That’s not to say that genius screenwriters Rhett Reese & Paul Wernick don’t include the expected emotional struggles that would arrive with a world filled with zombies. Each character has their struggles, like Wichita (Emma Stone) just trying to allow her little sister to feel like a kid again, or Columbus (Jesse Eisenberg) just wanting to be that nice guy turned hero for one lucky girl. There is plenty of emotion included in the screenplay, but never enough that it overshadows our witty comedy, which is the genius of Rhett Reese & Paul Wernick’s work in “Zombieland.” 

Ruben Fleischer provides a lense to the story, which is not his shining point as the director of “Zombieland.” The way he directs these actors is where Fleischer stands out, his ability to give these stars a sense of correlating direction. Driving Jesse Eisenberg to use that quirkiness he's known for to formulate a character that only he could depict, and giving Woody Harrelson this self-proclaimed badass who's actually a man trying to run away from his past. Add in the brilliance of a kid stuck in “Zombieland” in that of Abigail Breslin, and a big sister like Emma Stone trying to let her little sister feel like a kid once more, and you'll find a cast deserving of a sequel. This is where comedy directors shine, rarely is it the visual language that evokes the brilliance of a comedic filmmaker, but the way he’s able to direct his actors is where the best of em’ stand out.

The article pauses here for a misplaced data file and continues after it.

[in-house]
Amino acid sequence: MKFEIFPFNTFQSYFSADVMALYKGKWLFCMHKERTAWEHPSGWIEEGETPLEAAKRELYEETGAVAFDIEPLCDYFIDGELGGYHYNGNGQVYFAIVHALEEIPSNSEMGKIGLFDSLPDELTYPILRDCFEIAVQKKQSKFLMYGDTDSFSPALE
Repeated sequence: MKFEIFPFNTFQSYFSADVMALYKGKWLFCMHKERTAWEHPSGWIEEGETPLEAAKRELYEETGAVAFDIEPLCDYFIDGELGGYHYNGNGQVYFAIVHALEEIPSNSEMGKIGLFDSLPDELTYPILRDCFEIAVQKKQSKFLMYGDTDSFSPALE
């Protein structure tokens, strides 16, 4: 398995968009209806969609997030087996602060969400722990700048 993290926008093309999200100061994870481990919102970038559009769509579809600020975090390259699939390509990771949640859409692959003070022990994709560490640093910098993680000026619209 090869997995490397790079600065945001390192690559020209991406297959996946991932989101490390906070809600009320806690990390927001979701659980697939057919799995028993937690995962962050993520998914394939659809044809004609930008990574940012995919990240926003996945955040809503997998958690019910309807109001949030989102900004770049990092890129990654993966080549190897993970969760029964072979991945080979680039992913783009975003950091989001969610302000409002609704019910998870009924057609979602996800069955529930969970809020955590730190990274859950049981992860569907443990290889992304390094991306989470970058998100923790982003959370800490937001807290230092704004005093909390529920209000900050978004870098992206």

Ruben Fleischer displays that ability with “Zombieland,” a film that reminds us of our own ability to adapt. When things go wrong, even as wrong as zombies eating their way to our extinction, we continue to find a way to live with it all. Whether it's traveling to theme parks, invading celebrities million dollar homes, finding ways to make killing fun, or even making up a bunch of rules to keep us feeling safe. We can find a new home, a new family, and a new way of life. It’s one of our best qualities as human beings and one that “Zombieland” weaponizes into this comedic awesomeness of a zombie movie. 

Cloverfield (2008)

   Director: Matt Reeves With: Marlena Diamond, Jessica Lucas, T.J. Miller, Michael Stahl-David, Mike Vogel, & Odette Yustman.  Release: January 18, 2008. PG-13. 1 hr. 25 min. 

Director: Matt Reeves
With: Marlena Diamond, Jessica Lucas, T.J. Miller, Michael Stahl-David, Mike Vogel, & Odette Yustman.